To ensure that even if the price drops there will still be one dollar in reserve for every stable coin in circulation. So to solve these problems there are many solutions coming into the market like USDAO which aims to solve the problem and issues the 1 one stable coin for exactly one dollar. For more check out their documentation or stay tuned for the next articles for detailed information and working of crypto collateralized stable coin.
There are a lot of advantages to using a crypto-collateralized stable coin. First and foremost, it is fully decentralized and can benefit from the inherent virtues of the blockchain. Stablecoins can be liquidated quickly and cheaply into the underlying crypto collateral with a simple blockchain transaction.
The entire system is also very transparent. Everyone can easily inspect the history of transactions, the collateralization ratios of a particular crypto asset, and how many reserves actually exist in the system at a given time. Accounting for volatility means having to over-collateralize each coin, which ultimately makes for inefficient use of capital because for every dollar you put in, you can only take out some percentage less than that dollar.
Crypto-collateralized coins are also rather complex in design and have to resort to very intricate, and sometimes non-intuitive methods to ensure their stability, which makes their adoption and implementation more difficult.
The last type of stable coin is a non-collateralized stable coin. It aims to maintain stability without relying on collateral in reserve. Fiat currencies have been able to do this for decades by using central banks to control the money supply.
The value of a currency is determined through supply and demand. If there are more people who want a currency than there are units of that currency available, the price of that currency will go up, and vice versa. Central banks use this information to ensure a currency's price stays stable by printing new money when the price of a currency goes up and buying back and destroying money when the price of a currency goes down.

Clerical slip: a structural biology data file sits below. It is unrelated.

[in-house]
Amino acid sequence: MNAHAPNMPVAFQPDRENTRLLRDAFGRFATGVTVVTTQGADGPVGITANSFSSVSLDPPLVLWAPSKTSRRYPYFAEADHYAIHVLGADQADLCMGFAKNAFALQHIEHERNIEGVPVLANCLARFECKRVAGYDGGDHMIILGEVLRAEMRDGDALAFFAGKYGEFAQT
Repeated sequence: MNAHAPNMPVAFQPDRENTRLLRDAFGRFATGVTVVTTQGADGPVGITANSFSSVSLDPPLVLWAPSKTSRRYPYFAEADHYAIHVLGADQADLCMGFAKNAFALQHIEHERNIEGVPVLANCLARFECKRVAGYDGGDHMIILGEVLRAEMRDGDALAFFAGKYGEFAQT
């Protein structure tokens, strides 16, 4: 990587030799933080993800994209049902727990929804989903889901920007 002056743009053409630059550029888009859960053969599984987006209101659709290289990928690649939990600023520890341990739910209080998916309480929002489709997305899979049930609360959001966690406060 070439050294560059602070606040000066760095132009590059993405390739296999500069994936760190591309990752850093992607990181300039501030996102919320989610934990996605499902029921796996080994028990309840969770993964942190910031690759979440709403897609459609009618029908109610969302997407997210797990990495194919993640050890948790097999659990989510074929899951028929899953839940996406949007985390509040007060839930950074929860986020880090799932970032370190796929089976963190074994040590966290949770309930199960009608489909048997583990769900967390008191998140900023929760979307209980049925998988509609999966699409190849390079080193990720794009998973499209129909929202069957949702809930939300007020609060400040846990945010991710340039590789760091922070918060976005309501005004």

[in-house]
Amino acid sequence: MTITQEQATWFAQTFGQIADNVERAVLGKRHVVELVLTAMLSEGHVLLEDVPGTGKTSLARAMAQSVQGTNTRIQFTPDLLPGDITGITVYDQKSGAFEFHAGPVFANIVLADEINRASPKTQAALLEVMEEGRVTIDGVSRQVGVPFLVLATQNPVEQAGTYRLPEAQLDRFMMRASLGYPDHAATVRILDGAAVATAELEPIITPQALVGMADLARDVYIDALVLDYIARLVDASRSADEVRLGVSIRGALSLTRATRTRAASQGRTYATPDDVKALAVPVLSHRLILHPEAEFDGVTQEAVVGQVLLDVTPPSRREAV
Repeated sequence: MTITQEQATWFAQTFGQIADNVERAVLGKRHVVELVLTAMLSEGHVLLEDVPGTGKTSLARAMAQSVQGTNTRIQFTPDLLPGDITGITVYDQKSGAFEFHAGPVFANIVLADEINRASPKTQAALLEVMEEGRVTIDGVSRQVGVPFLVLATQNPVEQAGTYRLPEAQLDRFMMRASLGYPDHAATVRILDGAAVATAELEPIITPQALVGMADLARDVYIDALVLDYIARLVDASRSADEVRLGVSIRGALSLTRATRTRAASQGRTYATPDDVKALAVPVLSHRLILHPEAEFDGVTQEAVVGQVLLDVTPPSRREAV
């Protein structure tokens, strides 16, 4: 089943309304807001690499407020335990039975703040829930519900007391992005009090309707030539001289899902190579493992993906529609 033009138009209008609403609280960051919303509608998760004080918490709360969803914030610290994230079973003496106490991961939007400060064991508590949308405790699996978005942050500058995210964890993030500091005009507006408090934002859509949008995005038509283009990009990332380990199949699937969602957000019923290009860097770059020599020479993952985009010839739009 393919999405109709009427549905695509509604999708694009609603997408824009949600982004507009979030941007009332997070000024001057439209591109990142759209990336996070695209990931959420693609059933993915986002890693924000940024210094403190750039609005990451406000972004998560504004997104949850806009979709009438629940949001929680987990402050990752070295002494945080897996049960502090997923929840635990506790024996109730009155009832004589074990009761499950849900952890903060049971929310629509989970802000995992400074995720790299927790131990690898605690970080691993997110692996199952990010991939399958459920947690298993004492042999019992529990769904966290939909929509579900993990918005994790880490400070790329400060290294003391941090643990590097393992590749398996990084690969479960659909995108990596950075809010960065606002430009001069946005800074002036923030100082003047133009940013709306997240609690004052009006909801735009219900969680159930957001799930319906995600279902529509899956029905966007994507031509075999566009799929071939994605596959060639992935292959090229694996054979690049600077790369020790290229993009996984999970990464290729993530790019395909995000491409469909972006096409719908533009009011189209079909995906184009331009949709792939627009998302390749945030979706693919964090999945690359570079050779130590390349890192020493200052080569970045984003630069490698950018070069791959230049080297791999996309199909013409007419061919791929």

Non-collateralized stable coins want to do the same thing. By coding logic into smart contracts, they can perform the functions of a central bank. These smart contracts will use oracles to monitor the price of the stable coin on exchanges and will create new coins when the price goes up, and buy back and destroy coins when the price goes down.
Even if the US dollar and Ether collapse, a non-collateralized coin could survive them as a stable store of value. Unlike the central banks of nation-states, a non-collateralized stable coin would not have perverse incentives to inflate or deflate the currency. Its algorithm would only have one global mandate, stability.
This is an exciting possibility. And if it succeeds, a non-collateralized stable coin could radically change the world. But if it fails, that failure could be even more catastrophic, as there would be no collateral to liquidate the coin back into, and the coin would almost certainly crash to zero. The system also has some inherent complexity and can be rather opaque and difficult to analyze.
Most importantly though, it relies on faith in its stability and continual growth, just like national fiat currency does, which makes it very difficult to adopt at this early stage when faith in cryptocurrencies themselves hasn't been solidified.
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Hello Everyone, I am Shubham and I will be posting a series of articles on stable coins, the topics we will cover will be what are stable coins, how do they work, how stable coins can solve the volatility problem, current challenges, innovation, solutions, etc.
So stay tuned for the next articles to learn more about stable coins and the ecosystem around them.